The game featured a number of things that were groundbreaking at the time such as allowing players to purchase extra lives (an extra quarter raised you from starting with three lives to a total of seven) prior to starting the game with more quarters (a feature that would also re-appear in games like Gorf and be re-purposed in Gauntlet as additional health).
Both players could also shoot each other for extra points or cooperate together to blaze their way to higher challenges. Against another player, it added a tantalizing layer of trust — is your partner going to cooperate with you or knock you off the machine? Despite all of which it did well, the game was apparently not overwhelmingly popular.
Part of the reason may have to do with the pacing — as sophisticated as it was for the time, this wasn’t as tough on the reflexes as a few of its popular peers. Although two players could just hide in a corner and each cover a corridor to survive, roaming into the maze and knowing when to take pot shots at beasties, planning your moves to trap invisible critters, and gunning after the Worluk and the Wizard, required a degree of tactical planning that the game’s particular approach gladly accommodated. Arcades were also experiencing Pac-Man fever. Like Wizard of Wor, it was also a maze game, only with faster action blended with exciting mechanics that gobbled up quarters as if they were real-world dots.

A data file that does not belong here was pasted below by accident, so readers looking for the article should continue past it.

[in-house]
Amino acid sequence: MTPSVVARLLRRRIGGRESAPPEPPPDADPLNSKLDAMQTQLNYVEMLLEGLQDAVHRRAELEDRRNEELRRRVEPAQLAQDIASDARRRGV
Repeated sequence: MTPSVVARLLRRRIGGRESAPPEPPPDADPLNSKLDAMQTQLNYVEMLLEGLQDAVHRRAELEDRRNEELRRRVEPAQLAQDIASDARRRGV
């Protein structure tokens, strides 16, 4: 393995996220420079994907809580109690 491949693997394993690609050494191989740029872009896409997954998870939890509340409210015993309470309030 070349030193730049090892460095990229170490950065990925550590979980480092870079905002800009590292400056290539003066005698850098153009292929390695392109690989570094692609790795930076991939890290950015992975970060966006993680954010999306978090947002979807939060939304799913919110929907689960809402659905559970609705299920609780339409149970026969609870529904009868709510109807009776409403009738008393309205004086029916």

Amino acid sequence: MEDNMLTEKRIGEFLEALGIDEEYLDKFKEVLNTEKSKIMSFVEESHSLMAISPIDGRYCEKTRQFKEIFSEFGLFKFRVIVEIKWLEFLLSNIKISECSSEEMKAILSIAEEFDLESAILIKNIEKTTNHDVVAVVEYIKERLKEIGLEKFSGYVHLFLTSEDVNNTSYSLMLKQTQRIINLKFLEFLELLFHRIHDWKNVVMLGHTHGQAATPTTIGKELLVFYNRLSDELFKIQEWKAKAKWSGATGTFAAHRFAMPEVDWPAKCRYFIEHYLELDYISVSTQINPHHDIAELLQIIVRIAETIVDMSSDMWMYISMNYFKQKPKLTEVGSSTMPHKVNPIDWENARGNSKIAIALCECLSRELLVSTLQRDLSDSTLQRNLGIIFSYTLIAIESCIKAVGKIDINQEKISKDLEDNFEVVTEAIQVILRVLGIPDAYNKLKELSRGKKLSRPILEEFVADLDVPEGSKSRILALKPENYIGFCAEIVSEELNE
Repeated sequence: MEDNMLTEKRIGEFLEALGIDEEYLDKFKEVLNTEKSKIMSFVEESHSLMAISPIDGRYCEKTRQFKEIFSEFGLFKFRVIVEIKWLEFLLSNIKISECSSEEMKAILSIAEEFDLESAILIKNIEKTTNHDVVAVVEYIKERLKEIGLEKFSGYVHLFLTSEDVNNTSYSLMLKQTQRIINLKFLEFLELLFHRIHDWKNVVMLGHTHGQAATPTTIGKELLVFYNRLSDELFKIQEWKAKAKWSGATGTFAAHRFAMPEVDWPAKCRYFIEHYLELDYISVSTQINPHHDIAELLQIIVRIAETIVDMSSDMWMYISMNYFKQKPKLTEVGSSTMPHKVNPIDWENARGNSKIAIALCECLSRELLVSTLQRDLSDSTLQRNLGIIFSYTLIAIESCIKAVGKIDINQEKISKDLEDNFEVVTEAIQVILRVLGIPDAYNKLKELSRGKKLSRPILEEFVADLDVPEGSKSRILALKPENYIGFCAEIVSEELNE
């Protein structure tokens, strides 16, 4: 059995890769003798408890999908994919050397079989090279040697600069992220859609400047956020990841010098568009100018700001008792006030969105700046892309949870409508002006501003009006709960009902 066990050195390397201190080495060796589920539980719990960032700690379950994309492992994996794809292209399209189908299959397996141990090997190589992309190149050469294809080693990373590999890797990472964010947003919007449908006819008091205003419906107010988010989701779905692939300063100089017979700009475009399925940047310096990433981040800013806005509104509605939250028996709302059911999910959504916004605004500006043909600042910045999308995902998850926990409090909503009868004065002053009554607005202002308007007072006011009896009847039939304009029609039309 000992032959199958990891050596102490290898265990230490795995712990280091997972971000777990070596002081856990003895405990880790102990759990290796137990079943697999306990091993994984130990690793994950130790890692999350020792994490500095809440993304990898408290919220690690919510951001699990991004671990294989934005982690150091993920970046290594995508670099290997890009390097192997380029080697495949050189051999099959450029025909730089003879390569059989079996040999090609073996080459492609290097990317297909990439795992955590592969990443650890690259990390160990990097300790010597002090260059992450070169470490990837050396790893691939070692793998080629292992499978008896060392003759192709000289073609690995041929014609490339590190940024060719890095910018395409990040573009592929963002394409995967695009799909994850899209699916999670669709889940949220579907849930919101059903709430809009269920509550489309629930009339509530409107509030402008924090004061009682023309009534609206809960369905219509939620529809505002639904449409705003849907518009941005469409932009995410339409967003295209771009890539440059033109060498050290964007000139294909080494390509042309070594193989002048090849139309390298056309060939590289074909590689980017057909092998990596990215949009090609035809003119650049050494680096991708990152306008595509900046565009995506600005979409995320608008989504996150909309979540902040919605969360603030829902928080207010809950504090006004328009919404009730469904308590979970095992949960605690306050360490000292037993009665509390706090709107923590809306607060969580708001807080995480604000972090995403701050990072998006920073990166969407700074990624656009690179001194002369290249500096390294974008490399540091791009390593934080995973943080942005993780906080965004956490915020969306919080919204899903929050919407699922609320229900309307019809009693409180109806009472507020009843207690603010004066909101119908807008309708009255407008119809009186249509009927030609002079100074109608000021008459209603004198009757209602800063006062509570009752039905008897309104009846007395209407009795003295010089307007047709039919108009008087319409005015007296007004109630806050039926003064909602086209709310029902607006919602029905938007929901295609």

At the same time, it was still popular enough to be brought out of the arcade and onto the Atari VCS, Atari 5200, Atari’s 8-bit computer, the Commodore 64, and Bally Astrocade (where it was renamed The Incredible Wizard). As was typical depending on the power of the targeted hardware, corners were cut to squeeze it down into the machines that could run it. The voice synthesis was obviously out along with some of the fancy sound effects, and there was no second player controlled by AI. Still, the ports managed to hit close enough to the co-op and the mechanics to be an exciting home port. It also appeared in 2004 as a part of the Midway Arcade Treasures 2 compilation and in 2012 as Midway Arcade Origins. Even today, fans have remade the game such as this web friendly version of the C64 port.
Wizard of Wor broke ground on features that are considered standard staples in many of today’s multiplayer titles such as its friendly-fire flavored co-op, but in the world of fast-paced arcades with Pac-Man gobbling up audiences, it had a tough fight ahead of it to stand out. Yet it’s also a classic that managed to escape the confines of the past to find its way to later generations, tempting them to go toe-to-toe with the nefarious Wizard in a bid of cooperative or solo conquest…or point-greedy betrayal.